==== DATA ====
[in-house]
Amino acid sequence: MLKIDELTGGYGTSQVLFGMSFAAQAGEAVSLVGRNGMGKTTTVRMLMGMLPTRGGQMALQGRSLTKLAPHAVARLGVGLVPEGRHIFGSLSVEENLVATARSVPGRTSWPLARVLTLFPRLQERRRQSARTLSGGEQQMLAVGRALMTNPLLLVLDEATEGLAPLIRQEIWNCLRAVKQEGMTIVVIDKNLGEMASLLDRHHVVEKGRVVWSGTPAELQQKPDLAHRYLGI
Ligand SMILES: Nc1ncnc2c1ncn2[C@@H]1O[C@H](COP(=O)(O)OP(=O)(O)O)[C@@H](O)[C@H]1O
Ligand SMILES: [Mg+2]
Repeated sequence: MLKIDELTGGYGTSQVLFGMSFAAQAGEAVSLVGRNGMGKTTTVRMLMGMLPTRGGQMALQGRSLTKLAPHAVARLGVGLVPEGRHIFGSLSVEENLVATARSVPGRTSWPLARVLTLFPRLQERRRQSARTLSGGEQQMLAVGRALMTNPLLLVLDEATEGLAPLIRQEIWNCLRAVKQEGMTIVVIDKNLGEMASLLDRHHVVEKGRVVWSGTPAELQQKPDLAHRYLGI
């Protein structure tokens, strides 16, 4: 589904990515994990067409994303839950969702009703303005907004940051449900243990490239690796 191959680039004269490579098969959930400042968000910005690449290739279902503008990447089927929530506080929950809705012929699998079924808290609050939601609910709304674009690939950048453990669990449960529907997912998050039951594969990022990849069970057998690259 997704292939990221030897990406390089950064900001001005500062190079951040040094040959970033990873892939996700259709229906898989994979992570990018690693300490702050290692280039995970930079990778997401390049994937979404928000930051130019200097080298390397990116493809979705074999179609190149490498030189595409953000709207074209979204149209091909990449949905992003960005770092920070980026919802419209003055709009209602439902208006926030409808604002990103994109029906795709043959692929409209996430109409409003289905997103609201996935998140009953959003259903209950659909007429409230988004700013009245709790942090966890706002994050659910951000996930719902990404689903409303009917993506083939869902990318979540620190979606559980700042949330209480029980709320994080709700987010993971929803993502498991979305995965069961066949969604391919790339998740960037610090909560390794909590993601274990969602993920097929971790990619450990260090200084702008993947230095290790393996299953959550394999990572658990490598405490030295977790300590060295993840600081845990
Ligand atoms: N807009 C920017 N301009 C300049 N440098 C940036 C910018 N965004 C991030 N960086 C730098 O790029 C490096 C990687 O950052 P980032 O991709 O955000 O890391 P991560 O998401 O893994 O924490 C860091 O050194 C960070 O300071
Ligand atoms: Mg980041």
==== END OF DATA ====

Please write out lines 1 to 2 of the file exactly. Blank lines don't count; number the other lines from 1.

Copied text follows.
[in-house]
Amino acid sequence: MLKIDELTGGYGTSQVLFGMSFAAQAGEAVSLVGRNGMGKTTTVRMLMGMLPTRGGQMALQGRSLTKLAPHAVARLGVGLVPEGRHIFGSLSVEENLVATARSVPGRTSWPLARVLTLFPRLQERRRQSARTLSGGEQQMLAVGRALMTNPLLLVLDEATEGLAPLIRQEIWNCLRAVKQEGMTIVVIDKNLGEMASLLDRHHVVEKGRVVWSGTPAELQQKPDLAHRYLGI